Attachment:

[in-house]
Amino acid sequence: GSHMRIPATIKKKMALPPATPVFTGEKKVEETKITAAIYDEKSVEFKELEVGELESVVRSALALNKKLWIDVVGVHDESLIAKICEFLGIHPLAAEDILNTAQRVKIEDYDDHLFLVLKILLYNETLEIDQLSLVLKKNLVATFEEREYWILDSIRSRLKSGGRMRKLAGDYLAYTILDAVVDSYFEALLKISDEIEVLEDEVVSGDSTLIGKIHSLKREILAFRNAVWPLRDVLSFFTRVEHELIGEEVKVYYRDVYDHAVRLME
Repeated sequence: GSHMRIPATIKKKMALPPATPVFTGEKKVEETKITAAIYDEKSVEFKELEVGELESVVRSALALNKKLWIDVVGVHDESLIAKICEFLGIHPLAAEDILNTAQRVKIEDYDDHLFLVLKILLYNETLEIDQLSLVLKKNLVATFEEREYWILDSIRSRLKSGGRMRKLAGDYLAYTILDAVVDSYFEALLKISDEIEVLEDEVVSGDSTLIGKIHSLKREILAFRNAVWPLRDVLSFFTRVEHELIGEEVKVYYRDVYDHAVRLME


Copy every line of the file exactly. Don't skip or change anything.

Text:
[in-house]
Amino acid sequence: GSHMRIPATIKKKMALPPATPVFTGEKKVEETKITAAIYDEKSVEFKELEVGELESVVRSALALNKKLWIDVVGVHDESLIAKICEFLGIHPLAAEDILNTAQRVKIEDYDDHLFLVLKILLYNETLEIDQLSLVLKKNLVATFEEREYWILDSIRSRLKSGGRMRKLAGDYLAYTILDAVVDSYFEALLKISDEIEVLEDEVVSGDSTLIGKIHSLKREILAFRNAVWPLRDVLSFFTRVEHELIGEEVKVYYRDVYDHAVRLME
Repeated sequence: GSHMRIPATIKKKMALPPATPVFTGEKKVEETKITAAIYDEKSVEFKELEVGELESVVRSALALNKKLWIDVVGVHDESLIAKICEFLGIHPLAAEDILNTAQRVKIEDYDDHLFLVLKILLYNETLEIDQLSLVLKKNLVATFEEREYWILDSIRSRLKSGGRMRKLAGDYLAYTILDAVVDSYFEALLKISDEIEVLEDEVVSGDSTLIGKIHSLKREILAFRNAVWPLRDVLSFFTRVEHELIGEEVKVYYRDVYDHAVRLME